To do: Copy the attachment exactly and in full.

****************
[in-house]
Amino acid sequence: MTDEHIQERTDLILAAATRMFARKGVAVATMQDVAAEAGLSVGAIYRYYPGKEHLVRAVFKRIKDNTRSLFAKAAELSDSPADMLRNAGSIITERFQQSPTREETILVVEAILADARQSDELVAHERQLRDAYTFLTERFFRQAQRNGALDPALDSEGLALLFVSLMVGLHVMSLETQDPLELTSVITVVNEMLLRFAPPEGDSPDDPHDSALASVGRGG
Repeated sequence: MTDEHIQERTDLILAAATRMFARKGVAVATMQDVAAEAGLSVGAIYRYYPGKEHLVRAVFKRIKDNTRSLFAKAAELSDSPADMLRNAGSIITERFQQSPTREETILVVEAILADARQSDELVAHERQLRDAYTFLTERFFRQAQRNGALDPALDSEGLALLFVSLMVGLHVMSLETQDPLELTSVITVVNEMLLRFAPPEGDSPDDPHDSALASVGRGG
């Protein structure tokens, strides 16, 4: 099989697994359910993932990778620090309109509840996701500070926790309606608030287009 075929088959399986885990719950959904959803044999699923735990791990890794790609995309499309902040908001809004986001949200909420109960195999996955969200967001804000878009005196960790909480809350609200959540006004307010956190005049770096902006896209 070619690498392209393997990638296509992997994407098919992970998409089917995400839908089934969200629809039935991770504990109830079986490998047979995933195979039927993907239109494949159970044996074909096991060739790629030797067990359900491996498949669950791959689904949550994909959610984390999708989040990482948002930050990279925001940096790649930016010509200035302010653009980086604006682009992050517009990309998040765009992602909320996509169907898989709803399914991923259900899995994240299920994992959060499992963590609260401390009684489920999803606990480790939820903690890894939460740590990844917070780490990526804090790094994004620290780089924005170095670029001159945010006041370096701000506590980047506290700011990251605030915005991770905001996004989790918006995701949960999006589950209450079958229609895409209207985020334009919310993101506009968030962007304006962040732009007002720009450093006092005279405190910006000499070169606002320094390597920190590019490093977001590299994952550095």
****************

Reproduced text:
[in-house]
Amino acid sequence: MTDEHIQERTDLILAAATRMFARKGVAVATMQDVAAEAGLSVGAIYRYYPGKEHLVRAVFKRIKDNTRSLFAKAAELSDSPADMLRNAGSIITERFQQSPTREETILVVEAILADARQSDELVAHERQLRDAYTFLTERFFRQAQRNGALDPALDSEGLALLFVSLMVGLHVMSLETQDPLELTSVITVVNEMLLRFAPPEGDSPDDPHDSALASVGRGG
Repeated sequence: MTDEHIQERTDLILAAATRMFARKGVAVATMQDVAAEAGLSVGAIYRYYPGKEHLVRAVFKRIKDNTRSLFAKAAELSDSPADMLRNAGSIITERFQQSPTREETILVVEAILADARQSDELVAHERQLRDAYTFLTERFFRQAQRNGALDPALDSEGLALLFVSLMVGLHVMSLETQDPLELTSVITVVNEMLLRFAPPEGDSPDDPHDSALASVGRGG
């Protein structure tokens, strides 16, 4: 099989697994359910993932990778620090309109509840996701500070926790309606608030287009 075929088959399986885990719950959904959803044999699923735990791990890794790609995309499309902040908001809004986001949200909420109960195999996955969200967001804000878009005196960790909480809350609200959540006004307010956190005049770096902006896209 070619690498392209393997990638296509992997994407098919992970998409089917995400839908089934969200629809039935991770504990109830079986490998047979995933195979039927993907239109494949159970044996074909096991060739790629030797067990359900491996498949669950791959689904949550994909959610984390999708989040990482948002930050990279925001940096790649930016010509200035302010653009980086604006682009992050517009990309998040765009992602909320996509169907898989709803399914991923259900899995994240299920994992959060499992963590609260401390009684489920999803606990480790939820903690890894939460740590990844917070780490990526804090790094994004620290780089924005170095670029001159945010006041370096701000506590980047506290700011990251605030915005991770905001996004989790918006995701949960999006589950209450079958229609895409209207985020334009919310993101506009968030962007304006962040732009007002720009450093006092005279405190910006000499070169606002320094390597920190590019490093977001590299994952550095």